There are often restrictions on sharing research outputs when conducting commercial work in archaeology.

In academic institutions, you often have more freedom to publish work openly, but you might have to stick to whatever policy they have. This might require your outputs to be deposited in an institutional repository.

If you are not happy with the policy concerning open research practices at your institution, you could approach senior leaders to suggest changes. Here is a chapter of The Turing Way about internal policy advocacy that might help you with this.

If your research is funded by UK Research & Innovation or European Research Council, they now require you to share your outputs openly. How you do this is very much your own choice at the moment and you often receive funds, or can budget for these costs in the grant, to enable you to do this, especially for open access publications.

Who you are working with

You must consider the opinions and institutional restrictions of the researchers that you are working with.

Not everyone has the same opinion on working openly therefore you might need to make decisions on using open repositories on a project by project basis. However, this might be a good opportunity to discuss with colleagues how to work in a more open and reproducible manner.


This image was created by Scriberia for The Turing Way community and is used under a CC-BY licence. DOI: 10.5281/zenodo.3332807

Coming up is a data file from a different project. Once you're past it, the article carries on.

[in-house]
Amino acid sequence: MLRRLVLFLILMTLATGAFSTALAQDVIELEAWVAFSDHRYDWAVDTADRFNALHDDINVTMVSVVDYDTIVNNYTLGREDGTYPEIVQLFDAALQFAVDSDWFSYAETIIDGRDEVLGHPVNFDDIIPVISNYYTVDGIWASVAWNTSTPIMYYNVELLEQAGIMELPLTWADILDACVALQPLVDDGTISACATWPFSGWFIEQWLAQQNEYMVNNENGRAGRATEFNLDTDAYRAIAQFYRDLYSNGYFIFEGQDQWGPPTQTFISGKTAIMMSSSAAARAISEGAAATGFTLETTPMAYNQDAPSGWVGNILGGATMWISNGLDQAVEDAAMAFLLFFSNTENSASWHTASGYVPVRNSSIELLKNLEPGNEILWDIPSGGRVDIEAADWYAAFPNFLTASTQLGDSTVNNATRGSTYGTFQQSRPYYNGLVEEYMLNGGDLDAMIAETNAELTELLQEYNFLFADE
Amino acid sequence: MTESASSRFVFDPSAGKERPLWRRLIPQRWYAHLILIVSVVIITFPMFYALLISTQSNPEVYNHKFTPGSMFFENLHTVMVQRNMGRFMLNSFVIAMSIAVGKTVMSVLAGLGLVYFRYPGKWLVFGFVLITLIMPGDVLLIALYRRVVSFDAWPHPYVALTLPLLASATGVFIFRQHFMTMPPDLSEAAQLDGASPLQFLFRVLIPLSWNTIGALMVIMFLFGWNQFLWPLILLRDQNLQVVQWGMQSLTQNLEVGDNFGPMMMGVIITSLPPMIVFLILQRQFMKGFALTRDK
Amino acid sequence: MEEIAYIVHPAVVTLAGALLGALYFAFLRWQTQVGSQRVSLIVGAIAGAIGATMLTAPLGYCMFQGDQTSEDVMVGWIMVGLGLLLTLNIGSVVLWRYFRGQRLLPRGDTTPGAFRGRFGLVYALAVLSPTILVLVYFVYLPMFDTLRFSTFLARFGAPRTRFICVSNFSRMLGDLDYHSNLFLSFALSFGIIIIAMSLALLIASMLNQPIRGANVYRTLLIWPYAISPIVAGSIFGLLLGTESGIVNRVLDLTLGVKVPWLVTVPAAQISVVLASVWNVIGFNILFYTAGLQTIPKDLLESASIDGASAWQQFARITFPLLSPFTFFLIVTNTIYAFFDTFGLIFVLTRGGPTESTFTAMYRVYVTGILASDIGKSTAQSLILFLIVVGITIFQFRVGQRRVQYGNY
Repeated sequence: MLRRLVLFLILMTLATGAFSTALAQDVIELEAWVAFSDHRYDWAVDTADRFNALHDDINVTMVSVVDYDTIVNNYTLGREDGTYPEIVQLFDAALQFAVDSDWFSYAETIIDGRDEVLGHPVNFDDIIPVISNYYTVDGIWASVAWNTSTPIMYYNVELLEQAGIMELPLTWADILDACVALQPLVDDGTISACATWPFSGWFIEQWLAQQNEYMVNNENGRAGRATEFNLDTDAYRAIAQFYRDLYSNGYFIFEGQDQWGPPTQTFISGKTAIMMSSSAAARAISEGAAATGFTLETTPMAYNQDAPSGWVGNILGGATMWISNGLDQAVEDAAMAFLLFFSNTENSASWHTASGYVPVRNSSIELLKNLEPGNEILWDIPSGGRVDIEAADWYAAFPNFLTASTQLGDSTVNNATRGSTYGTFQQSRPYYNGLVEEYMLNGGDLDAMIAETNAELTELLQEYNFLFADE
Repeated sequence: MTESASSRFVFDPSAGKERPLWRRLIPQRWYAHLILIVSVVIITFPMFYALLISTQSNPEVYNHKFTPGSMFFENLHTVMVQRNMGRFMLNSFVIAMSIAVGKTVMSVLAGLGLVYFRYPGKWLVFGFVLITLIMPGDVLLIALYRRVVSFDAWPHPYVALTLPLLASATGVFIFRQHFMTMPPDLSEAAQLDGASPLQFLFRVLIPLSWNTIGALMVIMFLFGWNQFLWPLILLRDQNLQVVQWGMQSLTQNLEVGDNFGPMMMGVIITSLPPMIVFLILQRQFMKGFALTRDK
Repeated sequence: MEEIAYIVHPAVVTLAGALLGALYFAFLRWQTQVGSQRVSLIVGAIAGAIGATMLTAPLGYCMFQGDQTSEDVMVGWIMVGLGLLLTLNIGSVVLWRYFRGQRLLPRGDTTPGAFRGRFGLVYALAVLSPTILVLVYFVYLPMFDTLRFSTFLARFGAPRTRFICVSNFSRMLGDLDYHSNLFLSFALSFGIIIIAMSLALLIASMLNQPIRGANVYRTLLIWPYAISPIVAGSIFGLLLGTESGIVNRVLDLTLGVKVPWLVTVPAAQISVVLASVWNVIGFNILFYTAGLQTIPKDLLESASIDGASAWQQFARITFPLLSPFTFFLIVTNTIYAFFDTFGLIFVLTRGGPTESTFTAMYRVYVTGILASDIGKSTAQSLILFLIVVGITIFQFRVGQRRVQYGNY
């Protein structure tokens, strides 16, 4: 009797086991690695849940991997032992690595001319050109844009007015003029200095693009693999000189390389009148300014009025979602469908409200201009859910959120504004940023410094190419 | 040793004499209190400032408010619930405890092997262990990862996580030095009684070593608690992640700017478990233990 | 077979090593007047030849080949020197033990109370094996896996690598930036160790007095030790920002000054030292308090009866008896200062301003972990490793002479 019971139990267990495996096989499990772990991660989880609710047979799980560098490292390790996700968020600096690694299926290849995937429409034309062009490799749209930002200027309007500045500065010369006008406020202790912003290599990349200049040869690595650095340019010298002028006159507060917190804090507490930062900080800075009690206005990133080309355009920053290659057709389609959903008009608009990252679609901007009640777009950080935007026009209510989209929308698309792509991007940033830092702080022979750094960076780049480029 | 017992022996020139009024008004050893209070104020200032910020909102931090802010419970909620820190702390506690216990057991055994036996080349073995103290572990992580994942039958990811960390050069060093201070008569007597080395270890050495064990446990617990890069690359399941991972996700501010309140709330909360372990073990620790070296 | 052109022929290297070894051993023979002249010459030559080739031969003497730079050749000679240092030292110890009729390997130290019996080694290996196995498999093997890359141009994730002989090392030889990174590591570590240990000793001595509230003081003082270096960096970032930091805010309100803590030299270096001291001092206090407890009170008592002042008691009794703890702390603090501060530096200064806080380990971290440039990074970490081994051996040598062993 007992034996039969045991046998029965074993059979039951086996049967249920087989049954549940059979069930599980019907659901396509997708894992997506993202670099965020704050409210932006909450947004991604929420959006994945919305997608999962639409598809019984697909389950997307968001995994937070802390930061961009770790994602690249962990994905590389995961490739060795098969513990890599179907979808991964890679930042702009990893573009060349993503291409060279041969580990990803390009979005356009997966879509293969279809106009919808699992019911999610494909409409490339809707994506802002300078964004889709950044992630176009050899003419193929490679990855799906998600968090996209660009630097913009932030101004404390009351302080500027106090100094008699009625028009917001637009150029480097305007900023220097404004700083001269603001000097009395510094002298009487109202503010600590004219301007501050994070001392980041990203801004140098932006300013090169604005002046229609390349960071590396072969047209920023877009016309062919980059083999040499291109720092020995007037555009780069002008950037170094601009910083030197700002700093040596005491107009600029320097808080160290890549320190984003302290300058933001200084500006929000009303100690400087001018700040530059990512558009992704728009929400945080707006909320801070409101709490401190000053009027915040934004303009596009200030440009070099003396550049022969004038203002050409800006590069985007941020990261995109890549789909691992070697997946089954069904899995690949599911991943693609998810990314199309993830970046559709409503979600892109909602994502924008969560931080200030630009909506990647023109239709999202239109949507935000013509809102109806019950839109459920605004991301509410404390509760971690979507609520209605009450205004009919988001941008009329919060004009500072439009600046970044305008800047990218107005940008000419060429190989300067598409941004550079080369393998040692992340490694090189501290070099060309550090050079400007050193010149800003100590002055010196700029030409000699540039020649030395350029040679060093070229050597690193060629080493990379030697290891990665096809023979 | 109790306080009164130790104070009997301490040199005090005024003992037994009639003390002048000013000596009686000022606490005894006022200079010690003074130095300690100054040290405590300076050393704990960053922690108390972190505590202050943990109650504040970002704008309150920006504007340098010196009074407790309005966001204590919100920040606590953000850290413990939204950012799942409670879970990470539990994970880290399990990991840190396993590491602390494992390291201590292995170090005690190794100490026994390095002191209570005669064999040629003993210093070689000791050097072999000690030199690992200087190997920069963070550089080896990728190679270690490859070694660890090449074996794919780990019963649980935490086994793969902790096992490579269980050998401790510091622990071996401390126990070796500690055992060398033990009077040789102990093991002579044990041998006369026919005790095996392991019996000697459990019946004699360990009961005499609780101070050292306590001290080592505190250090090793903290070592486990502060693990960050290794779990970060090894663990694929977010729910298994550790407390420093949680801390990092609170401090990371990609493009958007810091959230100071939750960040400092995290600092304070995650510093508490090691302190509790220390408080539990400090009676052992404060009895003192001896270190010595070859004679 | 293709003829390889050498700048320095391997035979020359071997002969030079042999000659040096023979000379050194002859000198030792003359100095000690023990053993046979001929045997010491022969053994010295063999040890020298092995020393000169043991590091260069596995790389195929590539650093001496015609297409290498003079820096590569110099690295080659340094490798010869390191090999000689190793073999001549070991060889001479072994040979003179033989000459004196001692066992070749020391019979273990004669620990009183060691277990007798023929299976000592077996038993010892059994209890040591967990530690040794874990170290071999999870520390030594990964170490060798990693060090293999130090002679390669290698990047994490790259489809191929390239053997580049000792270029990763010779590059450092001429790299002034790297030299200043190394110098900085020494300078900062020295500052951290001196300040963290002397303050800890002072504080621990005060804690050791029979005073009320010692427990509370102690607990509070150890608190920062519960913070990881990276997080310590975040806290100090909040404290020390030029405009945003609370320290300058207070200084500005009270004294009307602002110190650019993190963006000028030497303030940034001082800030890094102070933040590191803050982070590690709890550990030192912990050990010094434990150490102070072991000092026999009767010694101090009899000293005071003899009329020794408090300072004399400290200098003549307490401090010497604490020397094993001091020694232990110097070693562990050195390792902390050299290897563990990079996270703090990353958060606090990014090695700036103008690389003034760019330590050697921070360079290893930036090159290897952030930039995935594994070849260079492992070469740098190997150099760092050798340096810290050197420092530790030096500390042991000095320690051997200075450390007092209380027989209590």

Ways to use open repositories

There are a lots of ways to actually incorporate open repositories into your research workflows, here are a few suggestions:

Creating a central place for all your personal research outputs

You can use an open repository to put all of your articles, data, code, presentations, etc in one place.

  • If you choose one of the free open repositories it means that, whatever organisation you work for and however many times you move jobs, you can have some consistency with where your outputs are located.
  • Each output will be citable as it will be assigned a digital object identifier (DOI). This allows others to give you credit for all of your research outputs, not just academic articles.
  • You can also link your ORCID to it and other links such as personal websites and social media accounts.
  • It will be of great benefit to you to make it easier for others to find and access your research. It means your work is more likely to be read, cited and reused. This gives your work greater impact.

  • This blog is archived in Zenodo so you can cite it if you refer to it.

Documenting an open source project